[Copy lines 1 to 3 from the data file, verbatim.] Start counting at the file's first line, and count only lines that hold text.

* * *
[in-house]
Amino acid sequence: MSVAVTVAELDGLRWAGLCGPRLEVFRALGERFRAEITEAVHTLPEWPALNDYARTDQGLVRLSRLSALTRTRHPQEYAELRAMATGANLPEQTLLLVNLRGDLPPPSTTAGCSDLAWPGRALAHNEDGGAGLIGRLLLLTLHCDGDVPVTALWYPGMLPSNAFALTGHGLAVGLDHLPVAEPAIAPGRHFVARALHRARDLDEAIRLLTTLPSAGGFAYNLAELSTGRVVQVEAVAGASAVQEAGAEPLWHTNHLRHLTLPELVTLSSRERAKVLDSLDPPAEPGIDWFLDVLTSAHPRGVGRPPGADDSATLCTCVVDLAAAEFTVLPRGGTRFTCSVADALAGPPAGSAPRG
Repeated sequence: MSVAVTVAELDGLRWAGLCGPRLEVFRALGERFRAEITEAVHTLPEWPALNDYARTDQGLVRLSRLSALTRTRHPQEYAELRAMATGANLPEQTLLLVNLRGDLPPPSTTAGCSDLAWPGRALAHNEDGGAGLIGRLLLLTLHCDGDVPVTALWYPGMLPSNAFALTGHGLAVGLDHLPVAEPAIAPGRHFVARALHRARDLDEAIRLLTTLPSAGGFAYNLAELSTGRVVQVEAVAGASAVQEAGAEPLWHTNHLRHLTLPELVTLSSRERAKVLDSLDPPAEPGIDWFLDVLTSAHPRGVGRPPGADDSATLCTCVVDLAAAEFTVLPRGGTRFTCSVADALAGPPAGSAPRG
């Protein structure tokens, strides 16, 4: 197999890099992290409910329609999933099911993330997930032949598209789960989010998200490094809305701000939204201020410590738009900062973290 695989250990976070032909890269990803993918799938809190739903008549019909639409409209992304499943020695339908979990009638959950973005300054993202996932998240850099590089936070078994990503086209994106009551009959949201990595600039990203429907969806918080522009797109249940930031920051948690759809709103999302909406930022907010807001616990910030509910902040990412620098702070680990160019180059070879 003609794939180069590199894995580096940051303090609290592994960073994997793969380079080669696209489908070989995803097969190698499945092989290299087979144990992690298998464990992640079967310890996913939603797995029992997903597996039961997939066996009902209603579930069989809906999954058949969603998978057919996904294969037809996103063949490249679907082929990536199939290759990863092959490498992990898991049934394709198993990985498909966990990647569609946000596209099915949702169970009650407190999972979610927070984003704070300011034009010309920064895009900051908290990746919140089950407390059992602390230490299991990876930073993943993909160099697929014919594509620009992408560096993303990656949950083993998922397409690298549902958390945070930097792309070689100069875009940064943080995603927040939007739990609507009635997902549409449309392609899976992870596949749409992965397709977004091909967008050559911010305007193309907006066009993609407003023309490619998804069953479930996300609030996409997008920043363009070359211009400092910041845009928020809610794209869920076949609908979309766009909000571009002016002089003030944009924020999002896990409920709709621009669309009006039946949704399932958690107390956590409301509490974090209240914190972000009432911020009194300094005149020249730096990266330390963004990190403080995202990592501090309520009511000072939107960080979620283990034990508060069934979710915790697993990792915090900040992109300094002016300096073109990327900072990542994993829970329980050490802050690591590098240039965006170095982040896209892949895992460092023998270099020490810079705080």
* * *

[in-house]
Amino acid sequence: MSVAVTVAELDGLRWAGLCGPRLEVFRALGERFRAEITEAVHTLPEWPALNDYARTDQGLVRLSRLSALTRTRHPQEYAELRAMATGANLPEQTLLLVNLRGDLPPPSTTAGCSDLAWPGRALAHNEDGGAGLIGRLLLLTLHCDGDVPVTALWYPGMLPSNAFALTGHGLAVGLDHLPVAEPAIAPGRHFVARALHRARDLDEAIRLLTTLPSAGGFAYNLAELSTGRVVQVEAVAGASAVQEAGAEPLWHTNHLRHLTLPELVTLSSRERAKVLDSLDPPAEPGIDWFLDVLTSAHPRGVGRPPGADDSATLCTCVVDLAAAEFTVLPRGGTRFTCSVADALAGPPAGSAPRG
Repeated sequence: MSVAVTVAELDGLRWAGLCGPRLEVFRALGERFRAEITEAVHTLPEWPALNDYARTDQGLVRLSRLSALTRTRHPQEYAELRAMATGANLPEQTLLLVNLRGDLPPPSTTAGCSDLAWPGRALAHNEDGGAGLIGRLLLLTLHCDGDVPVTALWYPGMLPSNAFALTGHGLAVGLDHLPVAEPAIAPGRHFVARALHRARDLDEAIRLLTTLPSAGGFAYNLAELSTGRVVQVEAVAGASAVQEAGAEPLWHTNHLRHLTLPELVTLSSRERAKVLDSLDPPAEPGIDWFLDVLTSAHPRGVGRPPGADDSATLCTCVVDLAAAEFTVLPRGGTRFTCSVADALAGPPAGSAPRG